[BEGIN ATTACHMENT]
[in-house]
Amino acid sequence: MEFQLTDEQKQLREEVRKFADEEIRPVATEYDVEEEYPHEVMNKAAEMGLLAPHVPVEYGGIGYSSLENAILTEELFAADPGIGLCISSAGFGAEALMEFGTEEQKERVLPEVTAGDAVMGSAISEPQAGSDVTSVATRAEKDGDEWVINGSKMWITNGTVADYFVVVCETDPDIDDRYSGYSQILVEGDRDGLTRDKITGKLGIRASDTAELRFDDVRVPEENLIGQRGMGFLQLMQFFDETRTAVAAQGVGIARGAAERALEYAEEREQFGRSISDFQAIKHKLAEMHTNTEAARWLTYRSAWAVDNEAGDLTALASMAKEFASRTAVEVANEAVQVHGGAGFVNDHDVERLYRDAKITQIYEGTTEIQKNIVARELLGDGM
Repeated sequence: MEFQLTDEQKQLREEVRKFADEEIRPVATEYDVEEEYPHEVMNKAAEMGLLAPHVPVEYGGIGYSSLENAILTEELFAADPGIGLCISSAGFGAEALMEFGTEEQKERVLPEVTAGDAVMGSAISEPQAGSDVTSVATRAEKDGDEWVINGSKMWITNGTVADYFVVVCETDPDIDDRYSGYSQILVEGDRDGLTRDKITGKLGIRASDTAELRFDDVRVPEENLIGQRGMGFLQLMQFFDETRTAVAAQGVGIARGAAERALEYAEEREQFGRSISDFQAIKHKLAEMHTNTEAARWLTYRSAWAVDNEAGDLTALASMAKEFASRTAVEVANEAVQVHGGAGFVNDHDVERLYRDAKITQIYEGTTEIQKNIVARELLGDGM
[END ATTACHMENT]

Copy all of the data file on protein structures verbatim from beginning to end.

[in-house]
Amino acid sequence: MEFQLTDEQKQLREEVRKFADEEIRPVATEYDVEEEYPHEVMNKAAEMGLLAPHVPVEYGGIGYSSLENAILTEELFAADPGIGLCISSAGFGAEALMEFGTEEQKERVLPEVTAGDAVMGSAISEPQAGSDVTSVATRAEKDGDEWVINGSKMWITNGTVADYFVVVCETDPDIDDRYSGYSQILVEGDRDGLTRDKITGKLGIRASDTAELRFDDVRVPEENLIGQRGMGFLQLMQFFDETRTAVAAQGVGIARGAAERALEYAEEREQFGRSISDFQAIKHKLAEMHTNTEAARWLTYRSAWAVDNEAGDLTALASMAKEFASRTAVEVANEAVQVHGGAGFVNDHDVERLYRDAKITQIYEGTTEIQKNIVARELLGDGM
Repeated sequence: MEFQLTDEQKQLREEVRKFADEEIRPVATEYDVEEEYPHEVMNKAAEMGLLAPHVPVEYGGIGYSSLENAILTEELFAADPGIGLCISSAGFGAEALMEFGTEEQKERVLPEVTAGDAVMGSAISEPQAGSDVTSVATRAEKDGDEWVINGSKMWITNGTVADYFVVVCETDPDIDDRYSGYSQILVEGDRDGLTRDKITGKLGIRASDTAELRFDDVRVPEENLIGQRGMGFLQLMQFFDETRTAVAAQGVGIARGAAERALEYAEEREQFGRSISDFQAIKHKLAEMHTNTEAARWLTYRSAWAVDNEAGDLTALASMAKEFASRTAVEVANEAVQVHGGAGFVNDHDVERLYRDAKITQIYEGTTEIQKNIVARELLGDGM